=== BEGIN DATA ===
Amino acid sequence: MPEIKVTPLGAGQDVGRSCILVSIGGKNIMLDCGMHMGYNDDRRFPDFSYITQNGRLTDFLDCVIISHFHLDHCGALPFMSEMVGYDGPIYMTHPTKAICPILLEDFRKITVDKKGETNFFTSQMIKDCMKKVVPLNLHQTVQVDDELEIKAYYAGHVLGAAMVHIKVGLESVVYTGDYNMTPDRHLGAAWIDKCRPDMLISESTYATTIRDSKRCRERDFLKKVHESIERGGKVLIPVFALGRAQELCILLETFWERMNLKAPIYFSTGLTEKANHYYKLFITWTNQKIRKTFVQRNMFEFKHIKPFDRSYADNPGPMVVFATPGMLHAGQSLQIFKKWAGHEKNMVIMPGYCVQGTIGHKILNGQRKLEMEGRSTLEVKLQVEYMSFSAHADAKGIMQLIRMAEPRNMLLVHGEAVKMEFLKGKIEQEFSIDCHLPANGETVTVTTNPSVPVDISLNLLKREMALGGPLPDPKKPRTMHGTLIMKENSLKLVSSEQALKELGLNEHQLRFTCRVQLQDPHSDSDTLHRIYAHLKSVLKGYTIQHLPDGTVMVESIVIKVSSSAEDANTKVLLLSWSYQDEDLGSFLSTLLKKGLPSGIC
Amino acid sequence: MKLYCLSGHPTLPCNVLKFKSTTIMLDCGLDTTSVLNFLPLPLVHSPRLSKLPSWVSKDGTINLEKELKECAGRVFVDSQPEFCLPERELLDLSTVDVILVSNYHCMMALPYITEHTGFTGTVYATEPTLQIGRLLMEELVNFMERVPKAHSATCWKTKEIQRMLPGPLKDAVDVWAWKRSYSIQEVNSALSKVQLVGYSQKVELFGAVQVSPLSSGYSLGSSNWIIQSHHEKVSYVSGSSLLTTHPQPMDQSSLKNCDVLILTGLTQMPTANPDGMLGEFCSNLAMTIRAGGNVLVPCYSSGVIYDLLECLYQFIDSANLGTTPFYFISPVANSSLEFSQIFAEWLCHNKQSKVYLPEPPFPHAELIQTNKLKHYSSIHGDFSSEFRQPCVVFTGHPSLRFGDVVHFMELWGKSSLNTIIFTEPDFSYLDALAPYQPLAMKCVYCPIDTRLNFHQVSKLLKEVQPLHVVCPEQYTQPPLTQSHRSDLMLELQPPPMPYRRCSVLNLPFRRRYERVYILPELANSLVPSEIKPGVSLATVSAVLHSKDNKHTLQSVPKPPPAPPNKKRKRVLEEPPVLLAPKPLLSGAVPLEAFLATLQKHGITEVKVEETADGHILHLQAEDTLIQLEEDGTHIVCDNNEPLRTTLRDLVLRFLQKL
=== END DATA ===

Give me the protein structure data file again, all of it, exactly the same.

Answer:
Amino acid sequence: MPEIKVTPLGAGQDVGRSCILVSIGGKNIMLDCGMHMGYNDDRRFPDFSYITQNGRLTDFLDCVIISHFHLDHCGALPFMSEMVGYDGPIYMTHPTKAICPILLEDFRKITVDKKGETNFFTSQMIKDCMKKVVPLNLHQTVQVDDELEIKAYYAGHVLGAAMVHIKVGLESVVYTGDYNMTPDRHLGAAWIDKCRPDMLISESTYATTIRDSKRCRERDFLKKVHESIERGGKVLIPVFALGRAQELCILLETFWERMNLKAPIYFSTGLTEKANHYYKLFITWTNQKIRKTFVQRNMFEFKHIKPFDRSYADNPGPMVVFATPGMLHAGQSLQIFKKWAGHEKNMVIMPGYCVQGTIGHKILNGQRKLEMEGRSTLEVKLQVEYMSFSAHADAKGIMQLIRMAEPRNMLLVHGEAVKMEFLKGKIEQEFSIDCHLPANGETVTVTTNPSVPVDISLNLLKREMALGGPLPDPKKPRTMHGTLIMKENSLKLVSSEQALKELGLNEHQLRFTCRVQLQDPHSDSDTLHRIYAHLKSVLKGYTIQHLPDGTVMVESIVIKVSSSAEDANTKVLLLSWSYQDEDLGSFLSTLLKKGLPSGIC
Amino acid sequence: MKLYCLSGHPTLPCNVLKFKSTTIMLDCGLDTTSVLNFLPLPLVHSPRLSKLPSWVSKDGTINLEKELKECAGRVFVDSQPEFCLPERELLDLSTVDVILVSNYHCMMALPYITEHTGFTGTVYATEPTLQIGRLLMEELVNFMERVPKAHSATCWKTKEIQRMLPGPLKDAVDVWAWKRSYSIQEVNSALSKVQLVGYSQKVELFGAVQVSPLSSGYSLGSSNWIIQSHHEKVSYVSGSSLLTTHPQPMDQSSLKNCDVLILTGLTQMPTANPDGMLGEFCSNLAMTIRAGGNVLVPCYSSGVIYDLLECLYQFIDSANLGTTPFYFISPVANSSLEFSQIFAEWLCHNKQSKVYLPEPPFPHAELIQTNKLKHYSSIHGDFSSEFRQPCVVFTGHPSLRFGDVVHFMELWGKSSLNTIIFTEPDFSYLDALAPYQPLAMKCVYCPIDTRLNFHQVSKLLKEVQPLHVVCPEQYTQPPLTQSHRSDLMLELQPPPMPYRRCSVLNLPFRRRYERVYILPELANSLVPSEIKPGVSLATVSAVLHSKDNKHTLQSVPKPPPAPPNKKRKRVLEEPPVLLAPKPLLSGAVPLEAFLATLQKHGITEVKVEETADGHILHLQAEDTLIQLEEDGTHIVCDNNEPLRTTLRDLVLRFLQKL